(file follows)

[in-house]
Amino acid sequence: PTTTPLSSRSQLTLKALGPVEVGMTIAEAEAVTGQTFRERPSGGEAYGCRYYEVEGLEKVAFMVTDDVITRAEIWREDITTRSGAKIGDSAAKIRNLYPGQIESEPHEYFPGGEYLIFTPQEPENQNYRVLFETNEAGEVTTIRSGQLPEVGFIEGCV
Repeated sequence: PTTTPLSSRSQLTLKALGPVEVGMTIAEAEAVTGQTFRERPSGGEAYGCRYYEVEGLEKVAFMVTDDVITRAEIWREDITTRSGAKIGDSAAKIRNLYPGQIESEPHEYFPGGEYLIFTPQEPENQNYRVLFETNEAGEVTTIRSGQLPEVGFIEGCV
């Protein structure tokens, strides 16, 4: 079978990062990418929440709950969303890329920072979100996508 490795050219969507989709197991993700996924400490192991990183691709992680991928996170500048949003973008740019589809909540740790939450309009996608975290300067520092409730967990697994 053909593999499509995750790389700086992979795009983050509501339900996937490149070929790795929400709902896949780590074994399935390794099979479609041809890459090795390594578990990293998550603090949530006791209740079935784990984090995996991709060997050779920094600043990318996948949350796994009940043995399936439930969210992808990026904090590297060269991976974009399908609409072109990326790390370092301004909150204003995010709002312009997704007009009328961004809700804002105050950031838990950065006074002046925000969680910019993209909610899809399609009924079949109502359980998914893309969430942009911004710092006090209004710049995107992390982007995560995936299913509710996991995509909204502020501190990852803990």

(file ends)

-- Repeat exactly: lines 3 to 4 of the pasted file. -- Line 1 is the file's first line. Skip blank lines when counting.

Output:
Repeated sequence: PTTTPLSSRSQLTLKALGPVEVGMTIAEAEAVTGQTFRERPSGGEAYGCRYYEVEGLEKVAFMVTDDVITRAEIWREDITTRSGAKIGDSAAKIRNLYPGQIESEPHEYFPGGEYLIFTPQEPENQNYRVLFETNEAGEVTTIRSGQLPEVGFIEGCV
């Protein structure tokens, strides 16, 4: 079978990062990418929440709950969303890329920072979100996508 490795050219969507989709197991993700996924400490192991990183691709992680991928996170500048949003973008740019589809909540740790939450309009996608975290300067520092409730967990697994 053909593999499509995750790389700086992979795009983050509501339900996937490149070929790795929400709902896949780590074994399935390794099979479609041809890459090795390594578990990293998550603090949530006791209740079935784990984090995996991709060997050779920094600043990318996948949350796994009940043995399936439930969210992808990026904090590297060269991976974009399908609409072109990326790390370092301004909150204003995010709002312009997704007009009328961004809700804002105050950031838990950065006074002046925000969680910019993209909610899809399609009924079949109502359980998914893309969430942009911004710092006090209004710049995107992390982007995560995936299913509710996991995509909204502020501190990852803990």